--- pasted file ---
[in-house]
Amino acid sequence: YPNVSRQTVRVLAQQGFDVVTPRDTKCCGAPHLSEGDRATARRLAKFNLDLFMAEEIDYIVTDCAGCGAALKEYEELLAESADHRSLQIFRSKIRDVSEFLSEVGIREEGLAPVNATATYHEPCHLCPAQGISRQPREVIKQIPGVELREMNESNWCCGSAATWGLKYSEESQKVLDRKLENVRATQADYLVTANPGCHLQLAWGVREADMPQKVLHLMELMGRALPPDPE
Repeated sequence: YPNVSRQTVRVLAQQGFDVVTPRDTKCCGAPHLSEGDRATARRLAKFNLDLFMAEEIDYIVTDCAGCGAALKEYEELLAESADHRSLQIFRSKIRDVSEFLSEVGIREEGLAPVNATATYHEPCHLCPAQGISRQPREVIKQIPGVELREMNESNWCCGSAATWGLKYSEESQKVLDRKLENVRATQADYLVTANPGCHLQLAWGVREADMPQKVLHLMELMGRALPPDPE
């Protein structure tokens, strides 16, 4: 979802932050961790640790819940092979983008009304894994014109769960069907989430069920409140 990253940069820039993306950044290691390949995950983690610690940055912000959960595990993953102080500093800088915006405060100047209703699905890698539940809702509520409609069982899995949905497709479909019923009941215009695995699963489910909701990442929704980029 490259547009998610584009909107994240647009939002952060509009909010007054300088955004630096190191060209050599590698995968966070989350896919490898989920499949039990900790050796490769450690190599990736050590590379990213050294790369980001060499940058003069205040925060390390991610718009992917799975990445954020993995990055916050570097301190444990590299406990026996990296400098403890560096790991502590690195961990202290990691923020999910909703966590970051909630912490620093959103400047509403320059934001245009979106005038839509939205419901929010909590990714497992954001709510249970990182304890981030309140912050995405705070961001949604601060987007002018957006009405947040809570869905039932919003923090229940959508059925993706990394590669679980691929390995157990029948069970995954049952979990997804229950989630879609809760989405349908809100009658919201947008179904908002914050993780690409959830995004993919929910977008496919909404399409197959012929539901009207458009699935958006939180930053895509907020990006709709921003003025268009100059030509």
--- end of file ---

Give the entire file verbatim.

[in-house]
Amino acid sequence: YPNVSRQTVRVLAQQGFDVVTPRDTKCCGAPHLSEGDRATARRLAKFNLDLFMAEEIDYIVTDCAGCGAALKEYEELLAESADHRSLQIFRSKIRDVSEFLSEVGIREEGLAPVNATATYHEPCHLCPAQGISRQPREVIKQIPGVELREMNESNWCCGSAATWGLKYSEESQKVLDRKLENVRATQADYLVTANPGCHLQLAWGVREADMPQKVLHLMELMGRALPPDPE
Repeated sequence: YPNVSRQTVRVLAQQGFDVVTPRDTKCCGAPHLSEGDRATARRLAKFNLDLFMAEEIDYIVTDCAGCGAALKEYEELLAESADHRSLQIFRSKIRDVSEFLSEVGIREEGLAPVNATATYHEPCHLCPAQGISRQPREVIKQIPGVELREMNESNWCCGSAATWGLKYSEESQKVLDRKLENVRATQADYLVTANPGCHLQLAWGVREADMPQKVLHLMELMGRALPPDPE
């Protein structure tokens, strides 16, 4: 979802932050961790640790819940092979983008009304894994014109769960069907989430069920409140 990253940069820039993306950044290691390949995950983690610690940055912000959960595990993953102080500093800088915006405060100047209703699905890698539940809702509520409609069982899995949905497709479909019923009941215009695995699963489910909701990442929704980029 490259547009998610584009909107994240647009939002952060509009909010007054300088955004630096190191060209050599590698995968966070989350896919490898989920499949039990900790050796490769450690190599990736050590590379990213050294790369980001060499940058003069205040925060390390991610718009992917799975990445954020993995990055916050570097301190444990590299406990026996990296400098403890560096790991502590690195961990202290990691923020999910909703966590970051909630912490620093959103400047509403320059934001245009979106005038839509939205419901929010909590990714497992954001709510249970990182304890981030309140912050995405705070961001949604601060987007002018957006009405947040809570869905039932919003923090229940959508059925993706990394590669679980691929390995157990029948069970995954049952979990997804229950989630879609809760989405349908809100009658919201947008179904908002914050993780690409959830995004993919929910977008496919909404399409197959012929539901009207458009699935958006939180930053895509907020990006709709921003003025268009100059030509």